10 Years of Fukushima Part 4: The Water
In addition to recovering the highly radioactive core melt from the affected reactor units, the disposal of enormous quantities of contaminated water represents the greatest challenge in the clean-up of the Fukushima Daiichi site. More than one million tonnes of it are stored in large tank areas on the plant site. While the space for new tanks will soon be exhausted at the site, the amount of water is increasing with each passing day.
First priority: Cooling of the reactors
After the earthquake and, above all, the subsequent tsunami in the early morning (German time) of 11 March 2011 had caused a complete power failure and widespread destruction in the plants, there was only one goal for the plant personnel: The cooling of the reactors had to be restored - initially to prevent the reactor cores from melting and later to minimise or completely stop the core meltdown that had already started and the resulting releases of radioactive materials into the environment. In the morning of 12 March, emergency workers managed for the first time to feed water into the reactor of Unit 1 from the outside, using firefighting pumps. At Units 2 and 3, which unlike Unit 4 were also in operation at the time of the earthquake, this was also achieved on the following two days.
Since then, water has been continuously pumped into the destroyed reactors to this day. In the first months and years, the main purpose of this was to prevent the nuclear fuel from heating up again and, as a result, to prevent further core damage. In addition, the water is also intended to ensure that the strong gamma radiation emitted by the highly radioactive nuclear material is shielded. In the meantime, it has been possible to reduce the amount of water pumped in daily because the decay rate naturally decreases over time. In the first few months after the accident, up to 750 tonnes of water were pumped into Units 1 to 3 every day; now it is just over 200 tonnes per day.
The meltdown of the cores could be stopped by pumping water into the reactors. However, it was now the water itself that allowed large quantities of radioactive substances to escape from the reactors. On its way through the reactor pressure vessels and the reactor buildings, it absorbed so-called fissile materials. These are radionuclides such as iodine-131, caesium-137 and strontium-90, which are produced during nuclear fission in the nuclear fuel. The contaminated water enters the adjacent turbine buildings through existing pipelines and cable ducts. In the process, it mixes with groundwater that enters the buildings and channels from the outside, so that the amount of contaminated water increases continuously.
Large releases into the Pacific
By the beginning of April 2011, around 60,000 tonnes of heavily contaminated water had accumulated in the basements of the buildings and in the adjoining sewers. From there, the water leaked from pipe shafts, maintenance tunnels and buildings into the surrounding soil and the ocean. On the one hand, this led to a further increase in the local dose rate on the surrounding terrain, which made the work even more difficult; on the other hand, larger quantities of radionuclides (especially iodine-131 and caesium-137) entered the sea in an uncontrolled manner. As a result, there was a massive increase in the corresponding nuclide concentrations in the seawater, especially in the area of the harbour basin; in some cases, measurements showed that the legal limits were exceeded by up to a thousand times.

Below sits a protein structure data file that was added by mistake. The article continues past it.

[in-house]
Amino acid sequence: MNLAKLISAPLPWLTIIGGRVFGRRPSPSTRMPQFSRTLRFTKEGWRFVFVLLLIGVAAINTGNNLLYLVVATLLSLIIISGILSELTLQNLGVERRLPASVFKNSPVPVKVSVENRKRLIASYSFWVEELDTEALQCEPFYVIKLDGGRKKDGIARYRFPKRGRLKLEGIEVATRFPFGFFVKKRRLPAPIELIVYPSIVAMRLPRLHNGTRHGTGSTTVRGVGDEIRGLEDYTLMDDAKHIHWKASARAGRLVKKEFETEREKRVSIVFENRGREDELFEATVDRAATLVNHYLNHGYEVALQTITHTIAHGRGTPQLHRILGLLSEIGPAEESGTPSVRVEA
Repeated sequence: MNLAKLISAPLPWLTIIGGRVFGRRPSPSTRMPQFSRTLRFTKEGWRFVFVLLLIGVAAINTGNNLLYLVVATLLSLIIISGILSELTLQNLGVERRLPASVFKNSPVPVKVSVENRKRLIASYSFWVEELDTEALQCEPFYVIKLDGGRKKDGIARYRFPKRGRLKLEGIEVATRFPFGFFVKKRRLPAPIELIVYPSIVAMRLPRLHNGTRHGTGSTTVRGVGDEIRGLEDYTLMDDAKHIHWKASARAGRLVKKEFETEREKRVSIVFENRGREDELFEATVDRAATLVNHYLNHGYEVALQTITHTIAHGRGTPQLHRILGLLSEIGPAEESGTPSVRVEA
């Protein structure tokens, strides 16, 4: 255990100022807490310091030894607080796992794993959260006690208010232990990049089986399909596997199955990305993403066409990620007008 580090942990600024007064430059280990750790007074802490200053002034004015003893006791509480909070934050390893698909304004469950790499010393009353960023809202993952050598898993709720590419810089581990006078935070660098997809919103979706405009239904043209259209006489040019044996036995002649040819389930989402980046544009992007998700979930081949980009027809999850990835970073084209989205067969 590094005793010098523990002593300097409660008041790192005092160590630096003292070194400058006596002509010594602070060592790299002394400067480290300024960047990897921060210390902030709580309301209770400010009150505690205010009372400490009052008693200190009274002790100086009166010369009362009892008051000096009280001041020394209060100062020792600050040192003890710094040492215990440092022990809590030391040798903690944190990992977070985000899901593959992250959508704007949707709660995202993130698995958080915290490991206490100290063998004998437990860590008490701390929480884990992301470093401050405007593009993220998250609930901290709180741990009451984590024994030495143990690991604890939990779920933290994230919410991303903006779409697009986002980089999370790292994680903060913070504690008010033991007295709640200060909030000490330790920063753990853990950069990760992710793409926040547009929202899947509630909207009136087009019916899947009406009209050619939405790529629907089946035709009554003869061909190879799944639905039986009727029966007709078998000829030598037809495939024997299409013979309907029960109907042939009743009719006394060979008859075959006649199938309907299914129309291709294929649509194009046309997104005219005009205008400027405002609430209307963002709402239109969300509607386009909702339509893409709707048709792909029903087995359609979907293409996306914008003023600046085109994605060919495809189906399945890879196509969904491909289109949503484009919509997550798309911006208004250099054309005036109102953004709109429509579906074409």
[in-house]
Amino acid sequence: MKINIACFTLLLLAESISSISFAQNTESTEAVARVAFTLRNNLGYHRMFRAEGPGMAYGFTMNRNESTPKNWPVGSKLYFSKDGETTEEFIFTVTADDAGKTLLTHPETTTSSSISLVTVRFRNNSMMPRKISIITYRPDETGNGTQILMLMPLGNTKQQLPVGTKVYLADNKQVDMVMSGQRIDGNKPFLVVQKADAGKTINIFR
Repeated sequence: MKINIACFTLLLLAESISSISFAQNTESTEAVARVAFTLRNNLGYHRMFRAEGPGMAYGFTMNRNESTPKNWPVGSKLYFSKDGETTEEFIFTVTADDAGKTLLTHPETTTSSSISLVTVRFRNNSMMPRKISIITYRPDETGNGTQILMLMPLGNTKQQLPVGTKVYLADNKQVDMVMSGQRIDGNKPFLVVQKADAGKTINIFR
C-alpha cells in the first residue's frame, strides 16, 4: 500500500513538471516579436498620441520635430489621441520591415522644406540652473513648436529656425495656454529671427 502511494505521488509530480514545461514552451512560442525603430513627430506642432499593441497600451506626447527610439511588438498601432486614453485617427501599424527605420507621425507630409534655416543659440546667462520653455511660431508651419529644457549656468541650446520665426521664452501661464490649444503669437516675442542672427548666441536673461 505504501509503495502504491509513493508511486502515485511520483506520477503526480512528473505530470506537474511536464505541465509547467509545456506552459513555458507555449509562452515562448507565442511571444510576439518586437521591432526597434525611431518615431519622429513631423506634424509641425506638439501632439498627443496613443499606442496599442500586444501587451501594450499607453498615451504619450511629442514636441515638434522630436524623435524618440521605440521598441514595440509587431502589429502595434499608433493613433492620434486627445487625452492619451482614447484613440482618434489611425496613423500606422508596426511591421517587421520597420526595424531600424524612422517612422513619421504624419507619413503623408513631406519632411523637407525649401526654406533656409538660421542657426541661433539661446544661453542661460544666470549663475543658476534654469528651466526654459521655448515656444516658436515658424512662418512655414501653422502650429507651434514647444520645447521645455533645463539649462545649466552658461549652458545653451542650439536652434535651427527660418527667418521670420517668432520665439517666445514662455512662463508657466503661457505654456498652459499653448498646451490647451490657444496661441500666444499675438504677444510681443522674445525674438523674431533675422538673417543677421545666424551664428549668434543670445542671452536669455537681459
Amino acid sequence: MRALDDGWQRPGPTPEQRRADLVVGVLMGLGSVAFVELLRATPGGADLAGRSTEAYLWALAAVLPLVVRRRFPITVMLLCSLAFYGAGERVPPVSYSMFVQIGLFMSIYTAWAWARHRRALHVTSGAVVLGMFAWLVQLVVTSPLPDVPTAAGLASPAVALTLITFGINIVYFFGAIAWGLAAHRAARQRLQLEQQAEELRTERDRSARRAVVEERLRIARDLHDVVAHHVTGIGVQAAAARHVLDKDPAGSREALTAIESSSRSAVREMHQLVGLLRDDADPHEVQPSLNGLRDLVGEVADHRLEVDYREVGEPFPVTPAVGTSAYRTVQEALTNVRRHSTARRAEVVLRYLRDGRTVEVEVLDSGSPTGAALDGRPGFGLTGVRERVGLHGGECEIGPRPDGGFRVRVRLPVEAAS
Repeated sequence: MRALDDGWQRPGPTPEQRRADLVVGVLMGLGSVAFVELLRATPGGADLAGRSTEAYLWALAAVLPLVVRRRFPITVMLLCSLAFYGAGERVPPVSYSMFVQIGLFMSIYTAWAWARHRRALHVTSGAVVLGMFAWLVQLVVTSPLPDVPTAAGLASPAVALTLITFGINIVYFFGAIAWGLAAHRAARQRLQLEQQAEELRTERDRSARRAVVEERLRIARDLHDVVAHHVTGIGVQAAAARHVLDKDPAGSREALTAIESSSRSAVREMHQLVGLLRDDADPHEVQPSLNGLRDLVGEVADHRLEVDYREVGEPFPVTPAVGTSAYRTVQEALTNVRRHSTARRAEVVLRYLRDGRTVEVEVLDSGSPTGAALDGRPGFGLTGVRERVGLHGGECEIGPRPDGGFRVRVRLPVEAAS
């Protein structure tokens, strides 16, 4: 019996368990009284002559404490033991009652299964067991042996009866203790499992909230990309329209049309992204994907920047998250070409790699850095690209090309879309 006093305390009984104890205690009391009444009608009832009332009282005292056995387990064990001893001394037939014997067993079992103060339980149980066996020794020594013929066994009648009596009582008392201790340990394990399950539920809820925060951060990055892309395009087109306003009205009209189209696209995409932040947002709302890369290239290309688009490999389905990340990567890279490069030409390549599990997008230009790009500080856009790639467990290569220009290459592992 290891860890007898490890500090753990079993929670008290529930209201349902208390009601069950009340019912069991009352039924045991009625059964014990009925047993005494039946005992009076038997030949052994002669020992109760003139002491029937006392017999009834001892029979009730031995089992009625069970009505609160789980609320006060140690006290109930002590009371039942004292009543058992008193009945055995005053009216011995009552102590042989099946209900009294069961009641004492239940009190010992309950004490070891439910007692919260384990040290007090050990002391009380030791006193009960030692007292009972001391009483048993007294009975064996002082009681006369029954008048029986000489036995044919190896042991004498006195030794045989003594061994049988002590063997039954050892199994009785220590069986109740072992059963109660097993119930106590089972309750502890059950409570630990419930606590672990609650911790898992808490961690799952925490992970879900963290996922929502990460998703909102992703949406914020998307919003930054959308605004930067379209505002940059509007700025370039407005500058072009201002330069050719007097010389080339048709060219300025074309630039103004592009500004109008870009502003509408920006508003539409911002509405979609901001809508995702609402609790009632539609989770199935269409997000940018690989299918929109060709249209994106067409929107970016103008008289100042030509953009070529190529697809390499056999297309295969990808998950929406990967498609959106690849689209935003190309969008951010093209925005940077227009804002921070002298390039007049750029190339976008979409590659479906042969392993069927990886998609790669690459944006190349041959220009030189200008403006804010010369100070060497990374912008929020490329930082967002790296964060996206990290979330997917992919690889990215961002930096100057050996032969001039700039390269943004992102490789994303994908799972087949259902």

To prevent further uncontrolled releases, TEPCO first pumped around 10,000 tonnes of less contaminated water from the waste storage facility's existing tanks into the Pacific Ocean with the approval of the regulatory authority, and then stored the water pumped out of the turbine buildings in these tanks. Work was also begun on the construction of additional tanks. These are tanks with a volume of up to 1,000 tonnes that consist of bolted segments. This tank variant was chosen because it can be erected in a shorter time than welded tanks. The time saving was relevant for two reasons: On the one hand, storage capacities for the amount of contaminated water, which was increasing daily, had to be created as quickly as possible; on the other hand, because of the still high local dose rates on the plant site, those working on the construction of the tanks could only work on site for a short time in order to comply with the legal dose limits.
In the months and years that followed, however, there were repeated releases of contaminated water into the Pacific. A large part of it entered the groundwater and further into the sea through a large number of already existing building penetrations and leaks. Thus, until the mid-2010s, groundwater samples taken on the site between the turbine buildings and the harbour basin sometimes showed significantly elevated radionuclide concentrations. In addition, however, there were repeated leaks from storage tanks or the connected pipe systems until 2014. Because of these leaks and in view of the lower stability during earthquakes, TEPCO decided at the beginning of 2014 to replace the bolted tanks with welded tanks. The transfer of water to the welded tanks was completed in March 2019.